What inspired you to write your first book?
Reading. I truly believe that my love for escaping to worlds within the pages of a book was with me long before I was born. Always, even at an early age, when I read a story that let me daydream long after I’d turned the last page, I would think, One day, I want to do this. I want to write stories that will take people to other places and leave them there for a while.
How did you come up with the title?
Lost Girl. Yes, I know about the television series, although I’ve never watched it, and there are other books with the same title. But for me, there was no alternative that would portray the theme of the story. Lost Girl is the first in The Lost Trilogy – Paranormal Mysteries. The titles for the second- and third book, Lost Souls and Lost Time, are also a strong mirror into the themes of those stories.
Is this your first book? How many books have you written (published or unpublished)?
Lost Girl is my first published novel and is a Readers’ Favorite Book Award Finalist in Paranormal Fiction. I’ve written just one novel prior to that, Welcome to Storyville. Little more to say about the first attempt, other than it wasn’t fit for publication! First books rarely are. I’m very proud, though, that my second was an award finalist!
Is there a message in your novel that you want readers to grasp?
Yes. But if I tell you, I’ll have to kill you. Just kidding . . .
Seriously? I know that other readers have come away with the same message that hit home for me. That said, I think the conclusion a reader finds at the end of a story depends on where he or she is emotionally at that particular time of life. It’s all about personal connections. So I’d rather not give any preconceived notions here.
How much of the book is realistic?
Hmm . . .
To tell, or not to tell. That is the question.
Well. I came out of what I call the “paranormal closet” a while back, so I guess I can spill the beans here, too.
My mother was a strong psychic, mostly precognition and visions. I’m not sure from what side of her family she inherited those abilities, because she never shared. She grew up in a time when you just didn’t talk openly about “those things.”
So you’re probably wondering how I know my mother was psychic, if she never breathed a word of it, at least to me. The answer is that I was born with similar abilities. I have vivid memories of a time when, even before I could walk or speak anything other than gibberish, what I suppose you’d call the pre-toddler stage, I would look at my mother and just know the gist of what was on her mind. And she knew that I knew.
Sometimes this knowing about certain things hits me from out of the blue. By the way, that knowing once saved me from having what probably would have been a nasty accident. Other times, the visions come. I suppose the best way to describe those are to say that it’s something akin to having a scene flash before my eyes, followed by the understanding of what it is I just witnessed, even though that particular event probably hasn’t happened yet.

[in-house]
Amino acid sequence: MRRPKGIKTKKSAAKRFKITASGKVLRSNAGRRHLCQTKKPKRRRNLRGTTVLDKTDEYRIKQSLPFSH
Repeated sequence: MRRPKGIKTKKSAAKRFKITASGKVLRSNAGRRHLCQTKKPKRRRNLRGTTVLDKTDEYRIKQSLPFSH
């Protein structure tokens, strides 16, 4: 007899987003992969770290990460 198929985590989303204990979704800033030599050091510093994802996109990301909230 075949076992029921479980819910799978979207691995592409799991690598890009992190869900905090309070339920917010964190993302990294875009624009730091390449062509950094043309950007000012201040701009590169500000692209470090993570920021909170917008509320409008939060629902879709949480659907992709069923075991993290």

Then there are the ghosts. Yes, I believe in ghosts, because I’ve seen them, heard them, and have shared a house with them.
If you’re curious about any of my personal, paranormal experiences, I talk about some of them here with Real Paranormal Activity – The Podcast:
Much thanks to Mandy for letting me ramble. Now I’ll get back to her question that asks how much of my book is realistic. Without giving away any spoilers, I can say that in Lost Girl, there is a plausible, horrendous crime. Into that mystery, I weave paranormal occurrences based on my own experiences. There is a psychic whose visions help us follow the decades-old, twisted trail of that crime. And ghosts. There are always ghosts . . .
Are your characters based on someone you know, or events in your own life?
I see a bit of myself in each of my characters, even the males, or the bad guys. If a writer is doing her job, she can’t avoid that, because to create realistic emotions and mannerisms, we have to delve deep into what and who we are as a person, and as a race.
Of the characters you have created or envisioned, which is your favorite & why?
Without a doubt, my favorite is Toni Harper, a reporter for the Dawson Times. She’s intuitive and overly curious—traits you’d expect from someone in her profession—with a sarcastic humor that pops in at the oddest times and keeps me snickering at the keyboard.
Toni is conflicted, though. She doesn’t like emotional roller coasters so insists on steering clear of a love relationship with the local sheriff. The problem there is that she can’t quite give him up. It’s an ongoing battle with her.
Maybe I should explain a bit about the “roller coaster.” The sheriff deals in facts, physical evidence. He doesn’t believe in the so-called paranormal garbage that stalks Toni like the plague. Toni thinks he’s a mule in sheriff’s clothing. He never takes the blinders off to see past his tidy black-and-white world.
Are you getting the pattern here? It’s called mile-wide stubborn streak. For both of them.
Toni isn’t sure whether fate or just plain, bad luck is the culprit behind tossing the otherworldly business across her path. Although, one thing she can always count on is the deadly intent attached to said “business.”
Her method for staying alive? Simple. She never backs down.
That’s my kind of character!
If you had to do it all over again, would you change anything in your latest book?
In Lost Girl, no. Due to an unavoidable family crisis that took precedence over my writing, Lost Souls, the second in the trilogy, has been overlong in the making. That’s about the only thing I’d change, if I could—the time between releases.
Do you have anything specific that you want to say to your readers?
Thanks so much for your patience and your continued enthusiasm in my writing. The worlds I create are nothing without you.
At the time of this writing, most who follow my work know that I’ll be announcing a publication date for Lost Souls soon, along with offering an added bonus. If I’m a new author for you, please join me on my Facebook author page and personal timeline.
I’d also like to mention that I’m super excited about my updated website that’s coming down the pike, probably about the time this interview posts to Ms. Barnett’s blog. The new site will be my special paranormal corner of the Net. There will be a page dedicated to paranormal investigations, along with some interesting features for both readers and writers. Just look me up at www.annefrancisscott.com. Hope to see you there!